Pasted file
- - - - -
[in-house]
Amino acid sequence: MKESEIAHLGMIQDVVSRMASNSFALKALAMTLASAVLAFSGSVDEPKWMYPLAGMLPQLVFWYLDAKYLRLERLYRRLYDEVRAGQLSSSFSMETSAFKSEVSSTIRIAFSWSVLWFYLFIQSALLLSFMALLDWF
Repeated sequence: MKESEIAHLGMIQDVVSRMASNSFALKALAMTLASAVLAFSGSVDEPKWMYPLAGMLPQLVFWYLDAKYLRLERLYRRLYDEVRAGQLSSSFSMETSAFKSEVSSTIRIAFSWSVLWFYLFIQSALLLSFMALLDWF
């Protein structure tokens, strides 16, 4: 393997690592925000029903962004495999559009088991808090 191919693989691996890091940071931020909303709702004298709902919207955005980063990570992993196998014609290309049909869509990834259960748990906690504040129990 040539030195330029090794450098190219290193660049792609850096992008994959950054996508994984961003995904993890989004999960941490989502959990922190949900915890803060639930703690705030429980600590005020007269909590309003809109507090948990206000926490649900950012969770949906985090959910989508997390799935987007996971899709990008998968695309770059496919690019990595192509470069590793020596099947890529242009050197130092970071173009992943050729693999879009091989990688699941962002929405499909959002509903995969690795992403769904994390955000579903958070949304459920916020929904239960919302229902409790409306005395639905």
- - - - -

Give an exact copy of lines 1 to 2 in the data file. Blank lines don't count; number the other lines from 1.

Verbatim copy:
[in-house]
Amino acid sequence: MKESEIAHLGMIQDVVSRMASNSFALKALAMTLASAVLAFSGSVDEPKWMYPLAGMLPQLVFWYLDAKYLRLERLYRRLYDEVRAGQLSSSFSMETSAFKSEVSSTIRIAFSWSVLWFYLFIQSALLLSFMALLDWF